Race Weekend Central

The Big 6: Questions Answered After Kyle Larson Dominates in Sin City

Who… should you be talking about after the race?

Winning at the NASCAR Cup Series level is incredibly hard. Less than 10% of drivers have done it throughout NASCAR history. But Kyle Larson can make it look easy, and he certainly did on Sunday (March 3).

Larson swept the stages at Las Vegas Motor Speedway, leading eight times for 181 total laps to win the Pennzoil 400 by .441 laps over a charging Tyler Reddick.

See also
Kyle Larson Dominates at Las Vegas

Reddick had a faster car, but Larson was able to counter his every move in the final laps. Clean air was also on Larson’s side, and he was able to run anywhere he wanted on the track, allowing him to work lapped traffic and hold off Reddick to take the checkers.

It’s Larson’s 24th career Cup victory, moving him into 36th on the all-time wins list behind Jim Paschal and Hall of Famer Joe Weatherly.

And don’t forget Noah Gragson. Gragson finished sixth, his second top 10 of 2024 and the second-best finish of his Cup career. Gragson earned a reputation for being overly aggressive in his Xfinity Series years and often overdrove the car in that series and in his Cup starts. But he hasn’t shown any of that so far in 2024.

If not for a point penalty for an infraction last week at Atlanta, Gragson would be inside the top 20 in driver points. If any driver could use a little redemption, it’s Gragson, and it seems as though he’s off to a good start.

What… is the big question leaving this race in the rearview?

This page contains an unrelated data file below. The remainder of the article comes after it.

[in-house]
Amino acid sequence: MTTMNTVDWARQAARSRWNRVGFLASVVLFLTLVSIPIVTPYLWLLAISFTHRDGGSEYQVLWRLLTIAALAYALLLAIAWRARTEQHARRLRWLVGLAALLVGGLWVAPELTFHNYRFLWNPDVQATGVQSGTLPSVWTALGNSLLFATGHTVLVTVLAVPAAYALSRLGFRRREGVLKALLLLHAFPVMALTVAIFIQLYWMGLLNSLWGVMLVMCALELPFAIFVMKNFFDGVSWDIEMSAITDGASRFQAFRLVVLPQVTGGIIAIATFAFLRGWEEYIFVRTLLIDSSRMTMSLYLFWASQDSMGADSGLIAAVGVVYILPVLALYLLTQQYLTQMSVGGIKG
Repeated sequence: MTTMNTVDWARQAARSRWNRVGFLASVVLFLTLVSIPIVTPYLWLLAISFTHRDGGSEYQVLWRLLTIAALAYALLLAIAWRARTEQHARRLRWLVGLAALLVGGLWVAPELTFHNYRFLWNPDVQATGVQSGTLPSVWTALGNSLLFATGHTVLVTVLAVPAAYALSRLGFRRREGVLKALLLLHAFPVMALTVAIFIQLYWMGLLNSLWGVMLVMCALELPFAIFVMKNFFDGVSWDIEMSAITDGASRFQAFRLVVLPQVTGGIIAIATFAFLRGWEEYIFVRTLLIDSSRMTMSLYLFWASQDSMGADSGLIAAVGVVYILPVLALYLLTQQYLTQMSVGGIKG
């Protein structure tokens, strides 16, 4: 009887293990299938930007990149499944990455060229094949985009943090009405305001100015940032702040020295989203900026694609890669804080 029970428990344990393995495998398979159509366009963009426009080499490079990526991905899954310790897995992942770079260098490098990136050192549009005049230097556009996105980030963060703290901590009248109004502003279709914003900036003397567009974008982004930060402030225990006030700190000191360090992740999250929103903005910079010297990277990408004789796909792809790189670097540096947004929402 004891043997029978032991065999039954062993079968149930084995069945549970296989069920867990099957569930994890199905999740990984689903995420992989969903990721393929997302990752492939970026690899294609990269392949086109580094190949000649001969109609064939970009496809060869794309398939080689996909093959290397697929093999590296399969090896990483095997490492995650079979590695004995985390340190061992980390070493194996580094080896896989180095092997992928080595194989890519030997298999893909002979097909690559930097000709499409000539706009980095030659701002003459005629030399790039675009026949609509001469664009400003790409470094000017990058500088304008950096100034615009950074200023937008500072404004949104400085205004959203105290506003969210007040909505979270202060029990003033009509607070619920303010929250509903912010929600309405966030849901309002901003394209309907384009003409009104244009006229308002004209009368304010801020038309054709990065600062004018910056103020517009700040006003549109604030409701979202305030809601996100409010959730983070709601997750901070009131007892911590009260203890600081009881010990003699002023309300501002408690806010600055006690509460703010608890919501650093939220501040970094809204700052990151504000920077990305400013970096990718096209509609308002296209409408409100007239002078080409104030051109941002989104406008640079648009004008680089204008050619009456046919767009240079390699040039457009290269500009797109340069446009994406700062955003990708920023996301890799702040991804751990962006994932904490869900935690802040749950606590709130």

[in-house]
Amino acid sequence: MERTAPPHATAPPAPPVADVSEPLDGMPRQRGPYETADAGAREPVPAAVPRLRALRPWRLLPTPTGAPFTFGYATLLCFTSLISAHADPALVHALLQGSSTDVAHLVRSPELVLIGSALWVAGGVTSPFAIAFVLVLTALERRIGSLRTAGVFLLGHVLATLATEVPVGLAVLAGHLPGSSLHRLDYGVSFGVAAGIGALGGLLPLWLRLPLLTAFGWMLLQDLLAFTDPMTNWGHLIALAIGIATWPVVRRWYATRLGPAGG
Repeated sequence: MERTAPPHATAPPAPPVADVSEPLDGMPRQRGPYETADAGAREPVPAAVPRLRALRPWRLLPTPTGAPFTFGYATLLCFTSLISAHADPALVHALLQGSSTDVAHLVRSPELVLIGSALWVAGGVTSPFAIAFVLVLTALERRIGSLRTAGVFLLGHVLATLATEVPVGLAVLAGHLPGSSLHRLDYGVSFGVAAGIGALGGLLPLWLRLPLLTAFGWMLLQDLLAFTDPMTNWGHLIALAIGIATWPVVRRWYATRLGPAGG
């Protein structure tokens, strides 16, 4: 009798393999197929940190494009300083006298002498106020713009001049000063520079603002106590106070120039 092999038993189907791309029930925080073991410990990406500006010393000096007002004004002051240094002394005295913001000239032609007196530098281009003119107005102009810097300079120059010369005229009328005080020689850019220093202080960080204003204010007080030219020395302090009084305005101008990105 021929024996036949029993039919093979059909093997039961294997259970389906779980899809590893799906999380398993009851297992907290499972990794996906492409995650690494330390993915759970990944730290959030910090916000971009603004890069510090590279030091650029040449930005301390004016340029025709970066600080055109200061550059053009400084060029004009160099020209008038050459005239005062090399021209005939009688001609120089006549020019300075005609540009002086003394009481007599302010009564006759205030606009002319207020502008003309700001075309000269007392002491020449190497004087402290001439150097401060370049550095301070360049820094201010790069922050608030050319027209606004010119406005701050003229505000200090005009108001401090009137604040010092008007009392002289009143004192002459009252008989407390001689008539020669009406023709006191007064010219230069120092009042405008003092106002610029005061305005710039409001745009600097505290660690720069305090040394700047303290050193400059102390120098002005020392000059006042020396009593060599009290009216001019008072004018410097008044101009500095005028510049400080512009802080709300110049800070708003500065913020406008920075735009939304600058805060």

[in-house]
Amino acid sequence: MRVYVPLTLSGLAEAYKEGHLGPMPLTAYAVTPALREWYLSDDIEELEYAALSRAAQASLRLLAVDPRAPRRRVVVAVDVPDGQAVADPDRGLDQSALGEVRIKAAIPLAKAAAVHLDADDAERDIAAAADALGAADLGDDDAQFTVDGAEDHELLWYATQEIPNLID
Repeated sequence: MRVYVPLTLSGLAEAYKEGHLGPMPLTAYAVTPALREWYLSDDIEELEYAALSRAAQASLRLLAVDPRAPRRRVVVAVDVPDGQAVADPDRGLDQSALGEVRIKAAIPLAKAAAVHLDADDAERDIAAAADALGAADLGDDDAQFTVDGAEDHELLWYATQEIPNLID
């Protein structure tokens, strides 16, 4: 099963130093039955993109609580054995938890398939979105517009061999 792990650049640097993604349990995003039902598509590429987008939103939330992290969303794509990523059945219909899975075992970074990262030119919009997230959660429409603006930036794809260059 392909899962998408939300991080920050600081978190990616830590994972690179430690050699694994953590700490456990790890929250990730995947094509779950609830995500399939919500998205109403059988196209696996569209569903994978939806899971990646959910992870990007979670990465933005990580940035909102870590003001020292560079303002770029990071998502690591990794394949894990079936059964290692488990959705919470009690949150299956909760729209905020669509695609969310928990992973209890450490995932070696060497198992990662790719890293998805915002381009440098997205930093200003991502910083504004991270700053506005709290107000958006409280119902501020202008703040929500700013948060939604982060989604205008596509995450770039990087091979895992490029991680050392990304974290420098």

Suddenly, we’re three weeks deep in the 2024 season. It’s still early, but are there already some trends to watch in 2024?

Definitely. While in general it’s the usual suspects atop the points tally already, there are a few different faces among them. After missing the playoffs last year and having a rough end to his day at Daytona International Speedway, Daniel Suarez sits eighth. Ty Gibbs is ninth, just behind Suarez. Austin Cindric is 11th, Erik Jones 15th and John Hunter Nemechek 16th. Corey Lajoie is a very respectable 17th even after a crash at Vegas.

On the flip side, Michael McDowell, Chris Buescher, Joey Logano and Brad Keselowski are all 2023 playoff drivers finding themselves on the wrong side of 20th place.

There is more than enough time for the trends to change and we will see comers and goers in the standings all year, especially as more drivers begin to lock into playoff contention with wins. Still, it’s worth keeping an eye on these drivers in the next few weeks, because in the long run, consistency matters, and running in the top 15 consistently is key to playoff chances.

It’s too early to call a favorite, and it’s too early to count anyone out. But it’s time to make note of who can build and keep momentum through the spring.